Author: Robin

Communications professional with more than 25 years' expertise in PR, crisis communications, social media, community relations, marketing communications and more!

10 thoughts on “Web Reputation”

  1. “I became the first corporate blogger for Amway. It was a great experience to serve as a spokesperson for the business and to serve as an ombudsman of sorts. That is one aspect of the PR role that often is minimized or overlooked.

    Even by Amway Corp. itself.

    When I first heard the “history” of Amway’s “engagement” in the Internet conversation, about 18 months ago on the international Amway PR Blogging Panel, I frankly was shocked that it took almost NINE YEARS to allow you to start The Real Quixtar Blog. And then another THREE YEARS to develop The Opportunity Zone.

    Especially when, in 1999, Amway reinvented itself as an e-commerce business (Quixtar). How could a web-based, worth-of-mouth business, not make web reputation the #1 priority?

    Flabbergasting, to say the least.

    I hope your future clients take a lesson and listen to you a little earlier than the big A did.

    And that they trust that you, most certainly, know what you are doing.

  2. Tex,

    This is Scott, a friend of Robin’s who’s doing some work on the site. Your comment was automatically held for moderation, most likely because the link in your name is the same as the link you posted in the comment. I haven’t checked with Robin to see if he wants to change his moderation specs, but he can approve the comment when he next logs in if he wants to. I can let him know about that.

  3. This time it’s Robin. Actually, I super-paused Tex. Let me be very clear. This will not be a forum for you to carry on your anti-systems campaigns. This website is about public relations and social media and I do use Amway examples in here, but I don’t work there anymore and I don’t want to be a referee to those debates anymore. I used to get paid to do that. I don’t anymore, so if it happens here, I’ll just unapprove comments. You just got your free pass. Last one! Thanks Tex!!

  4. You didn’t “referee” anything when you were with Amway. You dodged, bobbed and weaved, deflected, and everything else they teach you to do at PR school.

    You can’t overcome the FACTS, Luymes. PR can only take you so far when you lack facts to work with. There’s no need to referee the facts, they just have to get out there well enough until Amway’s pain to stay with the status quo hurts more than making the changes they should have made decades ago.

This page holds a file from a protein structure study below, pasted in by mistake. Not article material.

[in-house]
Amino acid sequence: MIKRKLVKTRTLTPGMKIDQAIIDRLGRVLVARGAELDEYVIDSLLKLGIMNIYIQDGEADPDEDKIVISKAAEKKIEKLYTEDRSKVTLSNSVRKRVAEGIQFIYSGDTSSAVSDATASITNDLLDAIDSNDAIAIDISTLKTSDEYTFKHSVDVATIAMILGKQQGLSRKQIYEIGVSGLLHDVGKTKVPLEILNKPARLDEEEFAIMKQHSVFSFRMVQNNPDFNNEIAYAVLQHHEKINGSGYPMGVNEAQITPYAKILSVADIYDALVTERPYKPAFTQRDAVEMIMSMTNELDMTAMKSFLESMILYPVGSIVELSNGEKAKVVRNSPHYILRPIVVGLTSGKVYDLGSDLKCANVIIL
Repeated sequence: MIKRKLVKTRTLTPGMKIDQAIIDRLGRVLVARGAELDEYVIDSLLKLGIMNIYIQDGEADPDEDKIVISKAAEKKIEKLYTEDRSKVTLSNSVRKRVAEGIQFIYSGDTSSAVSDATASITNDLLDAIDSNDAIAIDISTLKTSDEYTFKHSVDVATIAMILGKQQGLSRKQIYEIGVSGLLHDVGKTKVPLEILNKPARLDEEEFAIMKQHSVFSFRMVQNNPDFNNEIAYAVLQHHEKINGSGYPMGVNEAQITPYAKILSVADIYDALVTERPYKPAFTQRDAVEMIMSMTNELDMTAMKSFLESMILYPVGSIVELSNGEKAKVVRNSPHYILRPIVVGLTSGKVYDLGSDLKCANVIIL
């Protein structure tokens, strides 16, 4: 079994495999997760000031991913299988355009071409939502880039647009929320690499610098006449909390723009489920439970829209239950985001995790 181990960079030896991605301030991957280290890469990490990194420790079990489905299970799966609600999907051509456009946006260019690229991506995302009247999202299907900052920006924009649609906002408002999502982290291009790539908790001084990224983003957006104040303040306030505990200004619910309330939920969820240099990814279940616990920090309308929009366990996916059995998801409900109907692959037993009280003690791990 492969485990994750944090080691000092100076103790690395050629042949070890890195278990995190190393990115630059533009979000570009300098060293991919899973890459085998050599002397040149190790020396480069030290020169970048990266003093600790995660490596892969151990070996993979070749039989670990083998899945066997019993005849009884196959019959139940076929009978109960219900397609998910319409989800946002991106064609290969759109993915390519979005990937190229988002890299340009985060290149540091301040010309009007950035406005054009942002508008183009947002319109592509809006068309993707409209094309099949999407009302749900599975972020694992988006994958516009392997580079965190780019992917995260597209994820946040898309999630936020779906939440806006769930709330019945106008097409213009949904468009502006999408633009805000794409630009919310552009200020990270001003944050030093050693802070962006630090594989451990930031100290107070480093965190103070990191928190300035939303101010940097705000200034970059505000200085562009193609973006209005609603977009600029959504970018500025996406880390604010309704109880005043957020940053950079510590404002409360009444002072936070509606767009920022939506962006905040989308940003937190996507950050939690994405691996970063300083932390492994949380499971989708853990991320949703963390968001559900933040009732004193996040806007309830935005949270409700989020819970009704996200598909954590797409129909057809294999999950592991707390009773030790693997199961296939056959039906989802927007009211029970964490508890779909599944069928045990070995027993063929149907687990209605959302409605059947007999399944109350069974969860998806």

You won’t be the first blog to “ban” me, although at least you have different reason. But if you try to keep using your BS stories from Amway, I’ll just post them on my blog and make comments there. You’ll be one more “trophy” I hang on my wall.

  5. Tex,

    You’re inability to spread any form of goodwill to anyone is absolutely flabbergasting.


    I wish you all the best in your new business!

  6. Thanks Tex. I guess I can’t win … even in my own house. Among facts (which I don’t feel compelled to put into all caps), I didn’t go to PR school. What I did do was benefit from a fine upbringing from a wonderful set of parents. I then went to journalism school and got a B.A. in English, where I studied a lot of literature. It was there that I learned that an object can appear to be different things depending on the vantage point of the viewer.

    I have never disputed your perspective on the issues in the Amway business. I know they are your opinions based upon the facts you’ve assembled. I have never stated that the Amway business is without issues, because I know that would be untrue. What I have stated is that wheels were set in motion to address those issues and it is my opinion that not all actions have taken place yet.

    But I’m not there anymore and I cannot speak for what their next steps might be.

    I believe that I’ve treated you with nothing but respect and honor throughout our dealings in the Opportunity Zone and elsewhere. I can’t tell you how many times I’ve actually defended your right to post opinions, even though your mere presence there caused others to stay away. It has been your pattern to overstep bounds of civil discourse.

    I think the fact that you might view me as some sort of “trophy” and basically are outright calling me a liar is disrespectful. Why should I welcome you in here?

    NOTE: Tex’s response to this comment indicated that he has no intentions of honoring the intent of this blog. After many years of dealing with his one-track agenda, I don’t feel compelled to do so here. I have used Amway as an example for prospective clients and others interested in the PR profession, and don’t feel like I need to wage any of the wars I used as an example in here. There are more appropriate spaces. Tex provided his link earlier, and you can go to Amway’s own sites or to http://www.thetruthaboutamway.com/.

  7. Robin, may I still call you Kia?

    Thanks for the awesome new website and I wish you the best in your new venture! I think you were more than fair to Tex’s comments in the past and even letting that last one in shows how willing you are to allow “civil discourse”.

    Take care, and see you on FB!